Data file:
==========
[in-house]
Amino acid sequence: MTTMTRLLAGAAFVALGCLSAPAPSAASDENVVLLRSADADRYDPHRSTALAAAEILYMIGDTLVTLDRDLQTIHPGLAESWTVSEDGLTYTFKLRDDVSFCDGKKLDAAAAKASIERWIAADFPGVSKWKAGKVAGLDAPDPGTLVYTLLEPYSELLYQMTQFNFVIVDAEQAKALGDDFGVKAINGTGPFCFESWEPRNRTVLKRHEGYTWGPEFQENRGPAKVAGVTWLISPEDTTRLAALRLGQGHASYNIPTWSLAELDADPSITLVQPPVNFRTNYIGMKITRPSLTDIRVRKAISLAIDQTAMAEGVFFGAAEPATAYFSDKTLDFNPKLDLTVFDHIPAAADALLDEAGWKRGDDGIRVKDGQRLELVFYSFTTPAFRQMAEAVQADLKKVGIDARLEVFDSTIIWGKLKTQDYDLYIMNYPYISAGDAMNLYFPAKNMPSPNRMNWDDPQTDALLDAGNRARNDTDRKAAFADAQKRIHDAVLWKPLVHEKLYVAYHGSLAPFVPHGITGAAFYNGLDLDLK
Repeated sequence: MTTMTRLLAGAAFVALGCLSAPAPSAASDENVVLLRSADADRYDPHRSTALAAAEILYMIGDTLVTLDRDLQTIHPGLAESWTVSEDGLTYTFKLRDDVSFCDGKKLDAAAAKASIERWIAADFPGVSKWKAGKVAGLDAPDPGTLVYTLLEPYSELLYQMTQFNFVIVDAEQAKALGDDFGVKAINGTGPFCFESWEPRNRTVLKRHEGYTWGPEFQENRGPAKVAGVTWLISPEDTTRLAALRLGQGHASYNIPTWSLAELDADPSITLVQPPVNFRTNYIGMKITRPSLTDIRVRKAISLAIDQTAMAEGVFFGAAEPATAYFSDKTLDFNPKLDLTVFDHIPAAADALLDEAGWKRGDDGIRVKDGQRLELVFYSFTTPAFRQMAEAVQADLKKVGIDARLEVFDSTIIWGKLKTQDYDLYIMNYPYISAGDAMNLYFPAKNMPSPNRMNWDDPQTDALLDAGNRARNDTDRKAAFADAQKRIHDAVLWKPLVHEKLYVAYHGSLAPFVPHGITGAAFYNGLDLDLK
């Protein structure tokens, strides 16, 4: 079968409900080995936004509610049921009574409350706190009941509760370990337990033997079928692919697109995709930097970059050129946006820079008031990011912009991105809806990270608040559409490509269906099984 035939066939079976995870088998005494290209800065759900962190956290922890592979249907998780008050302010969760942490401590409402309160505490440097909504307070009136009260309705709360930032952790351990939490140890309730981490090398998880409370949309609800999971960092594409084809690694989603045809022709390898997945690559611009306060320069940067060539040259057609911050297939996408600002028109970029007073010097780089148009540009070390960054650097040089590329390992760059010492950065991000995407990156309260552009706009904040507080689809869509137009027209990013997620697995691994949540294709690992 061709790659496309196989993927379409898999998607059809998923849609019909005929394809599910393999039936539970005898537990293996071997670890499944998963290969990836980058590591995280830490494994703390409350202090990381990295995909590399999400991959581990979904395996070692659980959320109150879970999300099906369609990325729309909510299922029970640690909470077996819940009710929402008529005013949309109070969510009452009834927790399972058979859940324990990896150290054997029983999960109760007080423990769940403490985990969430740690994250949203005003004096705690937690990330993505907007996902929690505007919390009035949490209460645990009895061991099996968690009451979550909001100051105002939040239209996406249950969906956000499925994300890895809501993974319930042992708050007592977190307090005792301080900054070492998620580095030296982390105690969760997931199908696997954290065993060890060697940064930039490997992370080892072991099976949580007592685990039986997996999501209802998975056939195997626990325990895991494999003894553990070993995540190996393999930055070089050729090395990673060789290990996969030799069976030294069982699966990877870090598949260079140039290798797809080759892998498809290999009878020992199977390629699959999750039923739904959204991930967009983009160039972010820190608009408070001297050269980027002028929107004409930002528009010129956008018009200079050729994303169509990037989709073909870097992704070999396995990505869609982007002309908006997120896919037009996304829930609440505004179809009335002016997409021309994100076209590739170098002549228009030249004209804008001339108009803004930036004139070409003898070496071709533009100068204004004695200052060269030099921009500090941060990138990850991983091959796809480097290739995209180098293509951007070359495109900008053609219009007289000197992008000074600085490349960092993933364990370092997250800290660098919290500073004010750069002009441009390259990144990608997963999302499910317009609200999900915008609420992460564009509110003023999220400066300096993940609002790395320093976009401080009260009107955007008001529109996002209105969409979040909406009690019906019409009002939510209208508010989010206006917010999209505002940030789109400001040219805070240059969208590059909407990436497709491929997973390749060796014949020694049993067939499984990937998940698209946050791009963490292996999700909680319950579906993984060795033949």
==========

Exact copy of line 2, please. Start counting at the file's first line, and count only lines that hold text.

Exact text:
Amino acid sequence: MTTMTRLLAGAAFVALGCLSAPAPSAASDENVVLLRSADADRYDPHRSTALAAAEILYMIGDTLVTLDRDLQTIHPGLAESWTVSEDGLTYTFKLRDDVSFCDGKKLDAAAAKASIERWIAADFPGVSKWKAGKVAGLDAPDPGTLVYTLLEPYSELLYQMTQFNFVIVDAEQAKALGDDFGVKAINGTGPFCFESWEPRNRTVLKRHEGYTWGPEFQENRGPAKVAGVTWLISPEDTTRLAALRLGQGHASYNIPTWSLAELDADPSITLVQPPVNFRTNYIGMKITRPSLTDIRVRKAISLAIDQTAMAEGVFFGAAEPATAYFSDKTLDFNPKLDLTVFDHIPAAADALLDEAGWKRGDDGIRVKDGQRLELVFYSFTTPAFRQMAEAVQADLKKVGIDARLEVFDSTIIWGKLKTQDYDLYIMNYPYISAGDAMNLYFPAKNMPSPNRMNWDDPQTDALLDAGNRARNDTDRKAAFADAQKRIHDAVLWKPLVHEKLYVAYHGSLAPFVPHGITGAAFYNGLDLDLK